The case study offers an answer to the “Pisano puzzle,” providing a base for investigating the industrial and institutional environments under which the development of the biopharmaceutical (BP) industry can be sustainable. One component of the solution relates to the readiness of the investors at the stock markets to soak in the initial public offerings of a BP project yet to generate a commercial product with the probability of never do so. The other component of the solution is on the knowledge base tapped by BP firms to develop products, to a large extent, this tends to come from government financing and expenditure than from business financing. Region: United States; Study: qualitative; Period; 1983-2009.


Goldfarb and Henrekson (2003)

The comparative study examines the question of what national policies are suitable for enhancing the commercialization of academia-created knowledge. The findings point to laggard levels of commercialization of university-generated research output. The authors attribute this partly to the top-down style of Swedish policies targeting commercialization of innovations and academic surrounding that demotivates academicians from actively engaging in the marketing of their results. On the contrary, in the United States, institutional context is defined by competition between universities and researchers for research funding. The competition, in turn, leads to higher academic flexibility, increased interaction with the industry, especially with new firms. Region: Sweden and the United States; Study: qualitative.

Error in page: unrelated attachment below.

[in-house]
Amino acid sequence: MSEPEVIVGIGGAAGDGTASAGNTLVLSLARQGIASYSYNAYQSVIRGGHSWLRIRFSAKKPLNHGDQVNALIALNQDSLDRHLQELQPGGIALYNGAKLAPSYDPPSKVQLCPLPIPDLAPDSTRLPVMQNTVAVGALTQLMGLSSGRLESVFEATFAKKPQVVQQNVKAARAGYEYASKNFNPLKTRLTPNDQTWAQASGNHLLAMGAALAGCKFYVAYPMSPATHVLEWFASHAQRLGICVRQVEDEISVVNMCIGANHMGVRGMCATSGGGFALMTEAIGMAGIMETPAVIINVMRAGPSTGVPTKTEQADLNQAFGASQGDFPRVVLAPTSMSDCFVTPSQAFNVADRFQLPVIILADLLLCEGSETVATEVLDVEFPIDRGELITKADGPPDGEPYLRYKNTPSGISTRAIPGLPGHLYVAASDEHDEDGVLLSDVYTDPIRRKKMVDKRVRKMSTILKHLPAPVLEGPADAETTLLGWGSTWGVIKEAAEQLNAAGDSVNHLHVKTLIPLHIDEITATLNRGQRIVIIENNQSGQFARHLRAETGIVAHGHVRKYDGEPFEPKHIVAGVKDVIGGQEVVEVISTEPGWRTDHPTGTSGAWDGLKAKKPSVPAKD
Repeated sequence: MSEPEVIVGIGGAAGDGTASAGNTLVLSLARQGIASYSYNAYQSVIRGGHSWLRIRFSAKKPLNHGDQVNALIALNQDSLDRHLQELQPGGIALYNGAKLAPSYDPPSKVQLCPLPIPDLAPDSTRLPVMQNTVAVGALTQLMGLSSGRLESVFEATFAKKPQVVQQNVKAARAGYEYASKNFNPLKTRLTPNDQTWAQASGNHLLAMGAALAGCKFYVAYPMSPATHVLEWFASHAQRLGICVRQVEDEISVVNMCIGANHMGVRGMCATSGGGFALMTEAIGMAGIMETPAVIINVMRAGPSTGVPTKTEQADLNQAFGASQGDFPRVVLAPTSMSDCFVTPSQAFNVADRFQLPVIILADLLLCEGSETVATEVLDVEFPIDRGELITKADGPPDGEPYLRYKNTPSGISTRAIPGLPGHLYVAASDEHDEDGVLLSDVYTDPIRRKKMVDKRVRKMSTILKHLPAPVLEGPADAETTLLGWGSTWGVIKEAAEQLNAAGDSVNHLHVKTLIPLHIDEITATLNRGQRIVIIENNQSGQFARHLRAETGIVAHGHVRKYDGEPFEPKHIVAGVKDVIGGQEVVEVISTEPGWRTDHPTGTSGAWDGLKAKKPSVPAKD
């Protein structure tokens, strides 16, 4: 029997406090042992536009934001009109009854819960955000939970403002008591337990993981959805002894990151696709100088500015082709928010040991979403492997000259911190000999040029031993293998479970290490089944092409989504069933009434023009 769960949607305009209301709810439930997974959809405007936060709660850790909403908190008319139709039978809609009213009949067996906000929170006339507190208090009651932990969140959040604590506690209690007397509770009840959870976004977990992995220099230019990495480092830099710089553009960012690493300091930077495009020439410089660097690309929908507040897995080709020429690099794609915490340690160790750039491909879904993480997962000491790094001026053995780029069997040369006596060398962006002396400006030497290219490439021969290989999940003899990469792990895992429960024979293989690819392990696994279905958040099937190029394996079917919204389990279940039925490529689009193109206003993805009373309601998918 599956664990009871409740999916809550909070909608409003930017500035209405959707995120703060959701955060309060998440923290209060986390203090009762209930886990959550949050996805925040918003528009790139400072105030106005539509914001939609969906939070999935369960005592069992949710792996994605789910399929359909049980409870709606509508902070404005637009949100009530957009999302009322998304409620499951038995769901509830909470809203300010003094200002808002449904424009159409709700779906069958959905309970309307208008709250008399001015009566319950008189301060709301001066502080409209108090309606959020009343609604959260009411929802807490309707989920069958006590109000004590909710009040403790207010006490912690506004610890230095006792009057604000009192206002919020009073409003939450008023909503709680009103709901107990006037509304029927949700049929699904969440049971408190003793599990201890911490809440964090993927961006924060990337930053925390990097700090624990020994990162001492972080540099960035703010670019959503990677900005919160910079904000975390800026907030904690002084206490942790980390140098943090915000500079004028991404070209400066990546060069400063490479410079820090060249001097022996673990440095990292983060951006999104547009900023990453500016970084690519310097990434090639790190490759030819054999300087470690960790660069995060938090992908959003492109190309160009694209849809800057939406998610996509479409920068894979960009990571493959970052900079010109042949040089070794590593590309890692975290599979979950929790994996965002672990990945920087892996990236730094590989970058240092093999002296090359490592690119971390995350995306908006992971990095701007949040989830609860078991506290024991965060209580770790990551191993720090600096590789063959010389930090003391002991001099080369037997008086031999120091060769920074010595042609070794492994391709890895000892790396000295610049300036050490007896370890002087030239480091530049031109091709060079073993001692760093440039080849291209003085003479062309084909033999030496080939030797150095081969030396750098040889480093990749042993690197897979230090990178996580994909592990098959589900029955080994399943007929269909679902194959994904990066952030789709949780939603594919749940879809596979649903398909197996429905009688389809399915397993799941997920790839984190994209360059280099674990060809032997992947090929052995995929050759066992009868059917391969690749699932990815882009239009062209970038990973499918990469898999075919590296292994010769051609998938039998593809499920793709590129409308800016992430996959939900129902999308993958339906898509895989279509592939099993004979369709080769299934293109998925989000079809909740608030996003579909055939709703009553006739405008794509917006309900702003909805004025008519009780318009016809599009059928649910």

The authors performed a bibliographic review of published literature on innovation, funding, and policy from a business point of view. The survey examined documents published between 1990 and February 2019 extracted from the Web of Science core collection. A total of 437 articles were retrieved and went through various staged before settling on 32 publications. The analysis of retrieved documents focused on the journal of publication, articles per year, affiliations (publications) per country, co-authorship collaborations of the university, and the main themes of the reviewed studies. Still, the study outlines the citations received by each of the 32 selected publications and their summaries. The summaries grouped in themes have shown areas that have received more or less attention from researchers. The number of papers in the field has been growing over the years owing to reasons outlined earlier. Generally, countries engaged in higher levels of innovation had higher authoring. Interestingly, few studies on the subject matter were authored in emerging economies such as Africa and Asia, other than China and Taiwan, but to mention a few. The situation is the same for countries in the Middle East. Likewise, most of the collaborative studies are from institutions in the United States and European countries, while other regions lag. Equally, most of the reviewed studies focused on short periods of 5 years and below, probably due to rapid changes innovations. Finally, a case study was the preferred research approach for most authors, followed by comparative studies and the least being experimental; this is not to say there are no other study designs. Therefore, these could be opportunities for future studies.